By Stephanye R. Clarke
- Environmental hazards
- High crime
- Limited transportation
- Food insecurity
- Broken health service system
- Chronic under- or unemployment
- Emaciated educational system
- Substandard housing
How are all these related? I’m fairly certain the items above are on no one’s wish list.
These items, however, are often at the heart of communities referred to as “underserved” or “marginalized.” These “items” are some of the Social Determinants of Health of communities. They are conditions in which people live, work, play, and pray. Communities, especially inner cities, densely populated and often overwhelmingly by people of color, are living in fear. This fear is manifested in stress, which leads to worse mental and physical health. Communities that are starving for resources and opportunities are likely full of stress, void of hope and on a track to premature death, via many causes including chronic disease morbidity and violence.
Nationwide there is a movement shining a most unfavorable light on police brutality, specifically as it relates to the death of unarmed black men, and the refusal to hold officers accountable for their part in these deaths. #BlackLivesMatter sends a clear message that the time to change systems, paradigms and practices that have disproportionately negative impacts on Black communities is now. The recent refusal of two grand juries to indict two White officers in the deaths of unarmed Black men demonstrates a clear lack of value for the lives of people of color—and has sparked daily demonstrations, including #whitecoats4blacklives, where medical students from around the country staged die-ins as a way to bring awareness to the movement and to add a health care/public health/health equity lens to the movement.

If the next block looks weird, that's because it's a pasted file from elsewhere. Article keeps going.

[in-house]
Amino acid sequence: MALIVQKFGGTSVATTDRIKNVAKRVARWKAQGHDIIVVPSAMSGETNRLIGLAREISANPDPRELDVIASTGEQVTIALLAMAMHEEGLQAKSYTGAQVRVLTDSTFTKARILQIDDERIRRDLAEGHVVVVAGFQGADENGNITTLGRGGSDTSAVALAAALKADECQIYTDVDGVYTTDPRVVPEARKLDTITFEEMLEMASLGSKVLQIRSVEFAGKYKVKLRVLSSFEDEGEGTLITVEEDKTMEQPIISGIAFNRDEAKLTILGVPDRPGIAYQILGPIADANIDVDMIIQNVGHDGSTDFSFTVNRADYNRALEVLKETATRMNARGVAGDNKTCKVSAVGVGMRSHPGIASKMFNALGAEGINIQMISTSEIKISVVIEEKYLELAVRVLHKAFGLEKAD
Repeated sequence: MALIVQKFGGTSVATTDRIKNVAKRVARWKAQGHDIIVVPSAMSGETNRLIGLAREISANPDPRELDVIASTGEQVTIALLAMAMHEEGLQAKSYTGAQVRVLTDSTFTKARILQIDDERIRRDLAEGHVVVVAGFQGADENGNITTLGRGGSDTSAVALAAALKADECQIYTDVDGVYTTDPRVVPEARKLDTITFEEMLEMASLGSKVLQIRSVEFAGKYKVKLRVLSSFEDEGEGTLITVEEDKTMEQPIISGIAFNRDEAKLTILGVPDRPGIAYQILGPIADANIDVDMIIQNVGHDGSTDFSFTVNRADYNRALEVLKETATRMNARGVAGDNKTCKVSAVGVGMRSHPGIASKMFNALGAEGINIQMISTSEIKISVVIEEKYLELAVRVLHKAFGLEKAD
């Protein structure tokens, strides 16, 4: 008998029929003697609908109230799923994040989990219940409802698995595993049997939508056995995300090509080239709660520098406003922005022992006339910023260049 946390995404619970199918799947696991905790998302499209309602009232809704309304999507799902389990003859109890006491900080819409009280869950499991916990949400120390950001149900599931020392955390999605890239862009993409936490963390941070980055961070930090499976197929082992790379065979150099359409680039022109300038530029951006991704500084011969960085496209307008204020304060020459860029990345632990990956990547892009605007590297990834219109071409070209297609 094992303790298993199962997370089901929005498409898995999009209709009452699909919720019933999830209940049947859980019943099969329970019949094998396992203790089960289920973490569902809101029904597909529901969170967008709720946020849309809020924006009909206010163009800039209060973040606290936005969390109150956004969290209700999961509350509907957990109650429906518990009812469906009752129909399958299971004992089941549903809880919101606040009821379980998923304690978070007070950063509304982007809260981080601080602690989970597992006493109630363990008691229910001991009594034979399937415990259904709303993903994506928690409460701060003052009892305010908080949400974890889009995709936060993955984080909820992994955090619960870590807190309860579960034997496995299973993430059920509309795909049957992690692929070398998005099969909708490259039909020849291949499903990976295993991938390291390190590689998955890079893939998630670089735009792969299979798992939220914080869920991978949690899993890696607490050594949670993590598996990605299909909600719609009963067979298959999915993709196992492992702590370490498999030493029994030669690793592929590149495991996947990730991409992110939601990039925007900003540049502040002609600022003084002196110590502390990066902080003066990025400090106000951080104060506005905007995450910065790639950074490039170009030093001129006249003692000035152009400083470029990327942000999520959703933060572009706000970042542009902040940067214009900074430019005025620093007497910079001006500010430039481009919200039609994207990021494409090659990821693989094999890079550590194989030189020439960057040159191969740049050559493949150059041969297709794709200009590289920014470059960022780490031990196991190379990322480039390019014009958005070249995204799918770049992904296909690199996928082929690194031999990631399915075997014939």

Dr. Bill Jordan, President-Elect of the National Physician’s Alliance, stated in a recent article, “Broadly, we need to provide better child care, school, work and health care options for communities of color. We also need to short circuit the school-to-prison pipeline that finds kids and adults of color punished while their white neighbors are pardoned for the same offenses… School-based programs to reduce violence work. Moving kids into the adult justice systems does not.”
The #BlackLivesMatter movement can and must be complemented by a similar movement to improve the health of Black communities. A good friend and trusted colleague recently tweeted the following:
By addressing and correcting root causes of poor health and other disparities, communities can and will be healthier, stronger, more engaged.
Those of us working in the health care, health reform and public health arenas would be wise to step up our efforts now to amplify our collective voices to demand policies that contribute to social and economic justice. We cannot work on one issue without recognizing the interconnectedness of all of them. If we are to keep people healthy, we must first keep them alive. Our end game is not to shorten, but eliminate the list at the beginning of this article. The time is now.